The marvellous Spanish mezzo-soprano Teresa Berganza is 80 years old today. Renowned for her interpretations of Mozart, Falla, Bizet and Rossini, she has sung in most of the great opera houses of the world with conductors such as Claudio Abbado, Daniel Barenboim, Carlo Maria Giulini, Herbert von Karajan, Lorin Maazel, Riccardo Muti and Georg Solti.

Señora Berganza participated in the opening ceremony of the 1992 Summer Olympics in Barcelona, and in 1994 she became the first woman elected to the Spanish Royal Academy of Arts. To this day she teaches singing at the Escuela Superior de Música Reina Sofía, and continues to perform music of Spanish composers and gives master classes all over the world.

Here are just a couple of examples of her sublime artistry.

Habanera from Bizet's Carmen:


La tarántula é un bicho mu malo from La Tempranica by Giménez:


¡Muchas felicidades!

Teresa Berganza Vargas (born 16th March 1935)

Sunday, 15 March 2015

Tuesday, 10 March 2015

An icon of elegance and of Parisian refinement

















“I think, in retrospect, I had a different style. Because I can’t say I was the most beautiful. It’s not a question of beauty. You have to have a personality.”

She was described as “the most photographed woman in France” by Paris Match magazine in the early Fifties. She was personally re-named "Bettina" by Jacques Fath. Givenchy called her “the very first muse of the house and an icon of elegance and of Parisian refinement".

RIP Bettina Graziani (born Simone Micheline Bodin, 8th May 1925 – 2nd March 2015) - one of the greatest models of the 1950s (and indeed the 20th century), whose elegance and style made possible the world of fashion photography as we know it today.

Monday, 9 March 2015

All that glitters...





Sydney Mardi Gras glittered its way into the World's media again this weekend, and had some special guest stars...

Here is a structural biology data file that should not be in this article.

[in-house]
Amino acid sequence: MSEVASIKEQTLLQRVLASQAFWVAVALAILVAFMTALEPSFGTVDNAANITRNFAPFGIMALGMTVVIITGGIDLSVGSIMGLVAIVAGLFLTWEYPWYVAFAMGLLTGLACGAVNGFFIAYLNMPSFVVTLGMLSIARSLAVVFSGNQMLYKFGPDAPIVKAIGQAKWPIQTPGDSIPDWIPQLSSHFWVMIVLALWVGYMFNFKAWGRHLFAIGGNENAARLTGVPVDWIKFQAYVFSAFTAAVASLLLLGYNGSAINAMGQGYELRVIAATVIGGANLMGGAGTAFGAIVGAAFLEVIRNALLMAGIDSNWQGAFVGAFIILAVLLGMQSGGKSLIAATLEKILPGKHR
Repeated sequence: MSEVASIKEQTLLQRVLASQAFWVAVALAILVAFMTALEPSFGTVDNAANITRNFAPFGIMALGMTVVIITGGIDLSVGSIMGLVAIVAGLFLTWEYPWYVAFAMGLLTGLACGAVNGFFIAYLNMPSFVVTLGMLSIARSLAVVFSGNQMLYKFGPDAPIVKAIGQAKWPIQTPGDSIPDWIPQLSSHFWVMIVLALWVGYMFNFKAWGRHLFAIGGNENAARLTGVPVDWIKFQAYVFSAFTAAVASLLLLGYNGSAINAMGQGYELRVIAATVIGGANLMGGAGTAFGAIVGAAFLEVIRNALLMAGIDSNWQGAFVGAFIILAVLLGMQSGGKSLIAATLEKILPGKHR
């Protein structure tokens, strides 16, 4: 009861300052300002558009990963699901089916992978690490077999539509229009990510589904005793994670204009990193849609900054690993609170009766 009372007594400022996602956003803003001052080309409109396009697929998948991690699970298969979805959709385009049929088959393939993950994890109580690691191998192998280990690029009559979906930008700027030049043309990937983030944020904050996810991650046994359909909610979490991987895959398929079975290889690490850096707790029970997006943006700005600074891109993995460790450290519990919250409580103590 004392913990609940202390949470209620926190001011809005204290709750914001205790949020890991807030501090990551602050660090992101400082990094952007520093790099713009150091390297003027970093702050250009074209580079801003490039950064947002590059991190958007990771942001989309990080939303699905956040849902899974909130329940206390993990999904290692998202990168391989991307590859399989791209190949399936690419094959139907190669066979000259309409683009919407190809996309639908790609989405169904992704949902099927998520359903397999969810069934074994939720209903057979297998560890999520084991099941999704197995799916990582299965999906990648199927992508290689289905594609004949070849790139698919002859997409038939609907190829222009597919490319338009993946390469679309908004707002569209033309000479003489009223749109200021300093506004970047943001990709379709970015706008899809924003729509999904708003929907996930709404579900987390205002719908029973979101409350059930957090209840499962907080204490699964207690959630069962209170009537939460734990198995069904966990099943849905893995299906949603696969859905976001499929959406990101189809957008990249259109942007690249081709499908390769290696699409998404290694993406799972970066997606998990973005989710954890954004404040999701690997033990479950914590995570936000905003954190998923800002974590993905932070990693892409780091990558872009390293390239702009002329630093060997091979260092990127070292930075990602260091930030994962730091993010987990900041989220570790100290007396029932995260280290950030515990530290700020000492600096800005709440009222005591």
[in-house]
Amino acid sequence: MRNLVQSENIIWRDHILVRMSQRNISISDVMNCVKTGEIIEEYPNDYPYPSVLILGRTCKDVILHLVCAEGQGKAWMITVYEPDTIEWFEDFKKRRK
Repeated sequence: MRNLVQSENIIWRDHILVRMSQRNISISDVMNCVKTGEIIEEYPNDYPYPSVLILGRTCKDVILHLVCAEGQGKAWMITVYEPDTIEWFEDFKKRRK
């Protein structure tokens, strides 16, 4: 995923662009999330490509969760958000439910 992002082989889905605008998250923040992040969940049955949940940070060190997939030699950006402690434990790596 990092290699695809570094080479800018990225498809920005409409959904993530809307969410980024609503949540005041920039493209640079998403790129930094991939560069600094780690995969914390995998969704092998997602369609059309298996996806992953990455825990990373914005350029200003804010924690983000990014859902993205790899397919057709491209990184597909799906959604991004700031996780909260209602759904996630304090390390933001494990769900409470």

...like Eddie Redmayne...



...RuPaul...



...and The Pussycat Dolls!

I think.

Sydney Gay and Lesbian Mardi Gras 2015

Monday, 2 March 2015

Gender Transgressor



From the National Portrait Gallery's description of the above painting by by Thomas Stewart (previously mistakenly held to be a portrait of an unknown woman, before being cleaned and revealing the unmistakable five o'clock shadow):
A soldier, diplomat and transvestite, the Chevalier d'Éon was one of the most colourful and celebrated characters in eighteenth-century Britain. Although born in France, he lived in London from 1762-1777 as a man, and from 1786-1810 as a woman. During both these periods he was a noted figure in international politics, high society and popular culture.

d'Éon first came to London in 1762 as part of the French Embassy and helped negotiate the Peace of Paris, which ended the Seven Years War. Despite being awarded the Croix de St Louis, he refused to return to France when recalled. Instead, d'Éon published secret correspondence that revealed French ministerial corruption and blackmailed the French King by threatening to disclose secret information about French invasion plans. To silence him, Louis XVI offered him an official pension in 1775 but made the unprecedented condition that d'Éon should henceforth dress as a woman. This command was probably due to rumours, encouraged by d'Éon himself, that he was a woman. He reputedly attended cross-dressing balls during a previous diplomatic mission to Russia and bought corsets for himself while living as a man in London.